In 1999, the people of Indonesia’s Riau Archipelago were angry. Resentful of decades of internal colonialism by Mainland Sumatra, and concerned that they lacked the education and skills to flourish in a globalised world, they dreamed of inhabiting a province of their own. When the post-authoritarian state committed itself to democracy and local autonomy, they lobbied vigorously and successfully for the region to be returned to its native Malay residents. Riau Islands Province was born in 2004. This book explores what happened next.
Living in a new province created for Malays forced Riau Islanders to engage with thorny questions over what it meant to be Malay and how to achieve the official goal of becoming globally competitive human resources. Putting nuanced ethnographic observations of life in the islands into a provocative dialogue with theorists ranging from Zizek to Sartre, this book explains how feelings of unsettledness and doubt came to permeate the province as a result of its very creation. Offering fresh perspectives on commerce, spirit beliefs, education and culture, Being Malay in Indonesiachallenges much of the received wisdom in the anthropology of Southeast Asia and makes a powerful case for the importance of feelings, sentiments and affect in studies of local development and political change.
“…Long’s study is a wonderful addition not only to the Indonesian studies, but to the anthropology of Southeast Asia more broadly.”
Ana Dragojlovic, Asia Institute, The University of Melbourne
“The book is a product of extensive research and the author’s theoretical insight into Riau islanders, and should be a valuable resource for students and scholars interested in ethnicity and development in the Malay archipelago and beyond.”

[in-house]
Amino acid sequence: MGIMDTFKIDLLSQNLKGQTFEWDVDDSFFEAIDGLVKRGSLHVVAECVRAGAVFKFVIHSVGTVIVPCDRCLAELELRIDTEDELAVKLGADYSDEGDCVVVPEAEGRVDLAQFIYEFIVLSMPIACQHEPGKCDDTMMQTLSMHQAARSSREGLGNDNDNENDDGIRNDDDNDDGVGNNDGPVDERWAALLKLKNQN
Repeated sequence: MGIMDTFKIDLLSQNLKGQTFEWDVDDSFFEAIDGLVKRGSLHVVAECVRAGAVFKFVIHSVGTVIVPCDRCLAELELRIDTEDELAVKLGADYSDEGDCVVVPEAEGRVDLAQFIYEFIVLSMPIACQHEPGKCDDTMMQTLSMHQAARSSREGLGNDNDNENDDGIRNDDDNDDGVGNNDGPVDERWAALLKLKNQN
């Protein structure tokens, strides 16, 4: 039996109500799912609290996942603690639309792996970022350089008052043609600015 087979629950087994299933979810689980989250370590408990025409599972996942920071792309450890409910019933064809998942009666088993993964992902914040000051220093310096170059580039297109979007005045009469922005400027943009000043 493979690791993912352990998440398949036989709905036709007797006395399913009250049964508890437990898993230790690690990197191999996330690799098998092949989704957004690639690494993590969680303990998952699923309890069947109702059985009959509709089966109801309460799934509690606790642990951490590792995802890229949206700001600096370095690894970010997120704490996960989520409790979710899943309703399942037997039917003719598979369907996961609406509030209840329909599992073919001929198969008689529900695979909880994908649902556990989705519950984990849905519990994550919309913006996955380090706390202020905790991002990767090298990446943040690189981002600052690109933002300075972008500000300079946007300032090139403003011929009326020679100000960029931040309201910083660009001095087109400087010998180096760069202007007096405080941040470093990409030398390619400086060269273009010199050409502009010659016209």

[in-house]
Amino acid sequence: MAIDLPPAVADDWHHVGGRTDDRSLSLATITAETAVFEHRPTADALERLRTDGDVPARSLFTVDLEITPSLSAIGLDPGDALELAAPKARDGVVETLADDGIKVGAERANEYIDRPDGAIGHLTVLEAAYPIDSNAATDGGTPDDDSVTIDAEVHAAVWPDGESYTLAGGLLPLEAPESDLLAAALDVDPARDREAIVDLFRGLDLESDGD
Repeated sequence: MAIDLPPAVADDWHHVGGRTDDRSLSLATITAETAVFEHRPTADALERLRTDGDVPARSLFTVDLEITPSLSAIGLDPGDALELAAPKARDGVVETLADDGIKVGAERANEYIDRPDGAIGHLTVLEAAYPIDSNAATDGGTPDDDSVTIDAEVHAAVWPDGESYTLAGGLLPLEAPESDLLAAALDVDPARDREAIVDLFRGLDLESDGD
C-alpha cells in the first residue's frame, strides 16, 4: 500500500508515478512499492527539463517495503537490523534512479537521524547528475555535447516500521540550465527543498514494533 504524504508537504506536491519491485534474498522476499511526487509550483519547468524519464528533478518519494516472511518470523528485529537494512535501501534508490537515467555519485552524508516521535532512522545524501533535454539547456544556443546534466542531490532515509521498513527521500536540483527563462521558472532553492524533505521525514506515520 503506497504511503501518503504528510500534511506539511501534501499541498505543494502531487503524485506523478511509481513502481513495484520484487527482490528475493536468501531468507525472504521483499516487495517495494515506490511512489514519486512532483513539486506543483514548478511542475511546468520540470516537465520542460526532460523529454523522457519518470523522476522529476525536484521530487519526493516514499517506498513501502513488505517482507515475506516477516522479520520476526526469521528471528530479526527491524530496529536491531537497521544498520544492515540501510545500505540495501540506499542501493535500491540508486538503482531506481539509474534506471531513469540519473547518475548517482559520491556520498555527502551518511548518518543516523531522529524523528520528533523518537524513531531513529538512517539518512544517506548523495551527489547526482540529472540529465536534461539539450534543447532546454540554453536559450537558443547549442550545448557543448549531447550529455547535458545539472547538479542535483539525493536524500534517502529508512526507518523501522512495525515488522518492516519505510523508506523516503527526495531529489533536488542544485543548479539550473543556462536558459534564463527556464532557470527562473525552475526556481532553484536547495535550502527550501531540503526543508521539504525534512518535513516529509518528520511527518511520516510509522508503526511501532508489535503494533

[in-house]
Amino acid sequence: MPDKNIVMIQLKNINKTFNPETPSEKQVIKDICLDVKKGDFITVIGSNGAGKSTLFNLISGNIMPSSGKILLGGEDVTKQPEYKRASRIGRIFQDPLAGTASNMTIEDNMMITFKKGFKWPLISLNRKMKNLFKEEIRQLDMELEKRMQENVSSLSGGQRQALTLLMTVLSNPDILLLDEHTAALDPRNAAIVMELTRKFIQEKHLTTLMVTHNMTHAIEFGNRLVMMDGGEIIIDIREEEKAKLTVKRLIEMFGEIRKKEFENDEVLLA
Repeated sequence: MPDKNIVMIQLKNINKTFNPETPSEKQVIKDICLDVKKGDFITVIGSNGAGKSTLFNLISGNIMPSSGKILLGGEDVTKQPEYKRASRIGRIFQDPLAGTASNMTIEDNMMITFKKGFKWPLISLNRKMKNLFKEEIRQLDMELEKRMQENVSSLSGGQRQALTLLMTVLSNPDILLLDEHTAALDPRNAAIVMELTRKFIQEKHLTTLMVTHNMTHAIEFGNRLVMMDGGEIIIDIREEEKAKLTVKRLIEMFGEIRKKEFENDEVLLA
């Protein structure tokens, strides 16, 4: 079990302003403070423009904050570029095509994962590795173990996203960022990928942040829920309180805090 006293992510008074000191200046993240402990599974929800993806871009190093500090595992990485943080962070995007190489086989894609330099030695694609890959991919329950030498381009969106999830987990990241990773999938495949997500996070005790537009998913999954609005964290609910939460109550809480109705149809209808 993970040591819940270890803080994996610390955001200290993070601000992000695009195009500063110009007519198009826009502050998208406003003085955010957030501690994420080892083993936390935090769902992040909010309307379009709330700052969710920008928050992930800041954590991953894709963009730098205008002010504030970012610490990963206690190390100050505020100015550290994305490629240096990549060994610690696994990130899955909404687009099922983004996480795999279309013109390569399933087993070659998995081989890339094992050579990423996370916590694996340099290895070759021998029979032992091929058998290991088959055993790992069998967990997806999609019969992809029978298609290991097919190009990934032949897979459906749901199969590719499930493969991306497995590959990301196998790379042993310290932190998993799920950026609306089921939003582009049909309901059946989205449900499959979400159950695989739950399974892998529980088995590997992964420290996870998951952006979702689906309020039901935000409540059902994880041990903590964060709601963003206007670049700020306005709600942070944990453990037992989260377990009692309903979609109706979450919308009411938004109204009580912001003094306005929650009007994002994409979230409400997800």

Hiroyuki Yamamoto, Kyoto University
“Long, however, has provided a good elaboration on the main question of “being Malay in Indonesia”, as well as on Malay histories and citizenship.”
Donny Eros, Busan University of Foreign Studies
“…written in a very clear manner that conveys the joys and frustrations of researchers everywhere [Long] has produced an excellent ethnographic survey of life far from the centres of power in early twenty-first century Indonesia.”
Timothy P. Barnard, National University of Singapore
“Vividly written and theoretically nuanced, this work is a welcome, important, and fascinating study for students of Indonesia and for anthropologists interested in the politics of subjectivity.”
Robert W. Hefner
“Long has given us much food for thought in our contemplation of ethnicity in marginal borderlands which have been subject to radical changes in politico-administrative arrangements. It is finely grained and stimulating ethnography at its best.”
“…this engagingly written book is a most welcome addition to the literature on post-colonial development, subjectivity, Indonesia, and the Malay world, and clearly merits a broad readership.”